During his two years as labor secretary, Marty Walsh was one of the Biden administration’s most reliable economic commentators, emerging from the Labor Department, from the White House, from Davos and even from the COVID quarantine.
Friday is his last day at the helm of the agency, with a departure that coincides with the release of the February jobs report. He is set to leave having made important progress, but with plenty of “work to do” remaining – as Walsh himself often says – on two key work fronts.
After 26 Yahoo Finance appearances in recent years, Walsh is set to take part in one final interview Friday morning before becoming CEO of the NHL Players’ Association.
Here’s what has come up again and again over the hours of back and forth.
An up and down story of leisure and hospitality
The leisure and hospitality sector — which includes a wide range of workers from performing artists to hotel clerks to restaurant servers — came up dozens of times during the secretary’s appearances as the ever-evolving COVID-19 pandemic affects how Americans socialize and travel.
Early on, Walsh’s tone was one of optimism as vaccines began to roll out.
“What was hopeful for me today was the hospitality and the restaurant numbers,” he said on June 4, 2021, adding “people are going back to these areas.”
But an abrupt change came later that year after successive waves of coronavirus variants.
“That number is not where we want it to be,” Walsh said six months later on Dec. 3, 2021, when the sector was about 1.5 million payrolls short of where it had been before the pandemic.
In the 15 months since, the situation has improved, but the sector is still about half a million jobs short of its pre-pandemic level and is a stark contrast to the overall job market, which reached an unemployment rate of 3.4% in January, the lowest since 1969.
“It’s a sector that hasn’t fully recovered,” Walsh acknowledged in an appearance in December. He also discussed his push for more government involvement in the coming years around workforce development and job training “because a lot of people who may have left an industry during COVID don’t want to come back.”
‘We need to be much more aware when it comes to black Americans’
Another top priority from the day Walsh took office was a focus on the black unemployment rate as a key economic metric.
From day one, Biden’s economic team has tried to shift attention to more detailed labor market benchmarks, such as the black and Latino rates and rates by gender.
Walsh addressed black unemployment in his first response during his first Yahoo Finance appearance on April 2, 2021, which came less than two weeks after he was confirmed by the Senate.
“Unemployment in the black community is over 9.6%, so we still have a lot of work to do here and that’s something we’re looking forward to,” he then said.
Two years on, there has been undeniable progress, with this rate falling to 5.4% in January’s print. For Biden’s team, that’s painfully close to the record low of 5.3% achieved under then-President Trump in August 2019.
The 5.4% is “the second lowest on record since the 70s when we started recording these numbers,” Walsh noted in his most recent appearance in February.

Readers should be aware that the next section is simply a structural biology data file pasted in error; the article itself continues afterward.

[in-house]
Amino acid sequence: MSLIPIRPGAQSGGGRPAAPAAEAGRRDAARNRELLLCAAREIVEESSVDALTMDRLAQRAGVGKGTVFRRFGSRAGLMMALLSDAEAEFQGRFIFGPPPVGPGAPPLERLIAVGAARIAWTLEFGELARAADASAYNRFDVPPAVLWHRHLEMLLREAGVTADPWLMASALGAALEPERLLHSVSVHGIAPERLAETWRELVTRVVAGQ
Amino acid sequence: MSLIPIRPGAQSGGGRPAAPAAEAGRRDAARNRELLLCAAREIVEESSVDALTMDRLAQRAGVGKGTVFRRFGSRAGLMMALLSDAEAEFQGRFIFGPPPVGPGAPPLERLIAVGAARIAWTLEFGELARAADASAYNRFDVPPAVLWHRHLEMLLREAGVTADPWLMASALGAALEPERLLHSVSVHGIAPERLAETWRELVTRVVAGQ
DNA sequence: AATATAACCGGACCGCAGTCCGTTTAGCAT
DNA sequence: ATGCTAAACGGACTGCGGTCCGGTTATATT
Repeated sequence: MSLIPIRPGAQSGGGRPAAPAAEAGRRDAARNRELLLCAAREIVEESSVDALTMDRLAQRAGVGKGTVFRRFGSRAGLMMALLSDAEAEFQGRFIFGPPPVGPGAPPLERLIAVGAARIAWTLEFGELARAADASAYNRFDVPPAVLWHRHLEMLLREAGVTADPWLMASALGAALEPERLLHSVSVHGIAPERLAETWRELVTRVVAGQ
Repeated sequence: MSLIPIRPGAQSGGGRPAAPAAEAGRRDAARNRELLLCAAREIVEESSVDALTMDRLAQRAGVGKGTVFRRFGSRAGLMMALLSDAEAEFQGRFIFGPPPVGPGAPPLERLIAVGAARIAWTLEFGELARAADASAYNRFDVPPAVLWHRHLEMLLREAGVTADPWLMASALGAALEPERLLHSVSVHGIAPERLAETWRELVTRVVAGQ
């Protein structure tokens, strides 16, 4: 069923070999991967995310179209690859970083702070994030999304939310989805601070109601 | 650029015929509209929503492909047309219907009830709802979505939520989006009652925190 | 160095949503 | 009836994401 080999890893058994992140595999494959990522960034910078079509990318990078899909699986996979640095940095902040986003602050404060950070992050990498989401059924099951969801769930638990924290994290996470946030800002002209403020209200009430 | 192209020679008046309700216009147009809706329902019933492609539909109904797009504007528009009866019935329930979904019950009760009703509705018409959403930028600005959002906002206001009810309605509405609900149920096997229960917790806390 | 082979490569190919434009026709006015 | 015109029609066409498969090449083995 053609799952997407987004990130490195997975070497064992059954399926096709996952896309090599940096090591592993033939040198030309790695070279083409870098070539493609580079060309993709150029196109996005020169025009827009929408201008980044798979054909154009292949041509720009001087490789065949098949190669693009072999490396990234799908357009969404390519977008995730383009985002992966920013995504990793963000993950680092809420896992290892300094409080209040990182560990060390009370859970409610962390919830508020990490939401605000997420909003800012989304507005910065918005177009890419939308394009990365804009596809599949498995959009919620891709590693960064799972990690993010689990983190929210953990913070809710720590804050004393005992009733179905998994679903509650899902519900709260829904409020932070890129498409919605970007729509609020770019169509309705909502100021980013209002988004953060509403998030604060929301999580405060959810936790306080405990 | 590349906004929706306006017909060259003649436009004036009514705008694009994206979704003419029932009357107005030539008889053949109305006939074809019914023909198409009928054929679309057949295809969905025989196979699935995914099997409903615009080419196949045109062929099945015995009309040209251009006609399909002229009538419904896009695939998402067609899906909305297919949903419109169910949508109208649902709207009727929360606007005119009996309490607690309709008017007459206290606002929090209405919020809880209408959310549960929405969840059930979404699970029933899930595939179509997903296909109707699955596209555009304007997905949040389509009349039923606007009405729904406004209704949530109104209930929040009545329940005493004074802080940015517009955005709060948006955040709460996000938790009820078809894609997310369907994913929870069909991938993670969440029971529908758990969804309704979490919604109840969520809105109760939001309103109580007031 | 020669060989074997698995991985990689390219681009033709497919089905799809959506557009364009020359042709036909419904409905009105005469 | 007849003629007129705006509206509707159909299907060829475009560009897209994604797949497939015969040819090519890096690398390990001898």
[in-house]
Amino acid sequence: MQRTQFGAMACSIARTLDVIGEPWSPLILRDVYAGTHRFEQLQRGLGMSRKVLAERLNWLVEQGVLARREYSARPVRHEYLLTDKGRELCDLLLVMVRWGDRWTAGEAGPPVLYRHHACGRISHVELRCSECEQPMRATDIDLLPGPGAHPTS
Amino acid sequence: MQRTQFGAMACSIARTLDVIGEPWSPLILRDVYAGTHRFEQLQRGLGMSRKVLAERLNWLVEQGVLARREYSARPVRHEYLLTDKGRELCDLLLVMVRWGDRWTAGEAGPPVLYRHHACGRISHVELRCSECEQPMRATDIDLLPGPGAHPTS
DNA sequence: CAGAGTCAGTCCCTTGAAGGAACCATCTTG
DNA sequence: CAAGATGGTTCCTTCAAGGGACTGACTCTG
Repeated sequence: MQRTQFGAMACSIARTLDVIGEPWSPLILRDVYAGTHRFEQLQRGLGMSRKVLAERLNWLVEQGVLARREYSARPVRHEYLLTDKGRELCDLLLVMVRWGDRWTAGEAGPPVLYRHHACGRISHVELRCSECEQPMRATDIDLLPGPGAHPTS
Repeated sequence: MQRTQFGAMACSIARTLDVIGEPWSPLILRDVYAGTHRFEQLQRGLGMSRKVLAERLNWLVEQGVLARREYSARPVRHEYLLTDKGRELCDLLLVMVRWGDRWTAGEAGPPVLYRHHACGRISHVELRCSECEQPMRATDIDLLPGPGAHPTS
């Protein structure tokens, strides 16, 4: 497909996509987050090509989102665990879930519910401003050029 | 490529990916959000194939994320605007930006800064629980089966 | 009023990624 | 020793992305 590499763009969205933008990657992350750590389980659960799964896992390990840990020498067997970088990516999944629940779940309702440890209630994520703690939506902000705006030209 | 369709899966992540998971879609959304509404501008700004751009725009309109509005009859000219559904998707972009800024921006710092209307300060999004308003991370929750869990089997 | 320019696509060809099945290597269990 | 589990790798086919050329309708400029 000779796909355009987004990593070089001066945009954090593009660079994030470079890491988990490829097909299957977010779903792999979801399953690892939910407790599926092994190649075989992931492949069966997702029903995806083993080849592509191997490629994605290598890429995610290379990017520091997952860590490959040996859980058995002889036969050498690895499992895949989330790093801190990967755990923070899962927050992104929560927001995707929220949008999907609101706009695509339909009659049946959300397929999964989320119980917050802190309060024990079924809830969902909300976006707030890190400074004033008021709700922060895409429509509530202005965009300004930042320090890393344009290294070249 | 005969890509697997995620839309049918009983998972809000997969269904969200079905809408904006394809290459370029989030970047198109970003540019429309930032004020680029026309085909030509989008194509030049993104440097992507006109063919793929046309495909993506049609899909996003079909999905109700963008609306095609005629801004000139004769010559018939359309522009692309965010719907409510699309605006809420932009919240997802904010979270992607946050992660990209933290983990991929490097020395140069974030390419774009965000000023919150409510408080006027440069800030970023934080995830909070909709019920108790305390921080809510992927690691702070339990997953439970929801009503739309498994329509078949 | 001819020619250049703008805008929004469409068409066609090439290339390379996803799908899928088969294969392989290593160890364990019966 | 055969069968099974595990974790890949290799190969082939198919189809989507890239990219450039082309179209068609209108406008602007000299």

Another area where the administration appears to have made some progress is the ratio of black to white unemployment. The administration wants to narrow the gap between the two rates—too often, the black unemployment rate for blacks is twice that of their white counterparts.
Over the past two years, the Biden administration has made a concerted effort to use bills like the US bailout, the bipartisan Infrastructure Act and others as levers to push for more equality in the labor market in addition to forwarding broader economic development goals.
The ratio held just before the pandemic hit in February 2020, with black unemployment at 6.0% compared to 3.0% among white Americans. The latest reading in January 2023 finds the white unemployment rate at 3.1% and the black rate at 5.4%.
“We need to be much more intentional when it comes to black Americans,” Walsh said during a 2022 interview for Yahoo Finance’s Influencers, noting that the unemployment rate for black Americans remains stubbornly high compared to other groups.
“If you dig even deeper into some of the jobs that black Americans have, they’re not high-paying jobs, so we’ve got to create better pathways,” he added.
His likely successor appears poised to take on that mantle. When President Biden announced Deputy Labor Secretary Julie Su as his pick to replace Walsh, she first thanked the president and Walsh, then added, “To all workers toiling in the shadows, to workers organizing for power and respect in the workplace, know, that we see you, we stand with you and we will fight for you.”
One area of success: Manufacturing
Another area of constant refrain from Walsh was around manufacturing. Both the overall job market (with about a million jobs) and the manufacturing sector (with about 200,000 jobs) have blown past pre-pandemic levels.
“The president has put so much emphasis on made in America, manufacturing in America,” Walsh noted back on September 3, 2021.
The mention of manufacturing has only increased as the administration has helped shepherd bill after bill, even as Congress focused on spurring that part of the economy.
“The president worked with Congress on a lot of legislation, whether it’s the infrastructure act, the inflation reduction act, the CHIPs act, where we’re going to see a lot of manufacturing, a lot of construction, a lot of construction, a lot of opportunity for growth,” Walsh said in January.
Ben Werschkul is the Washington correspondent for Yahoo Finance.
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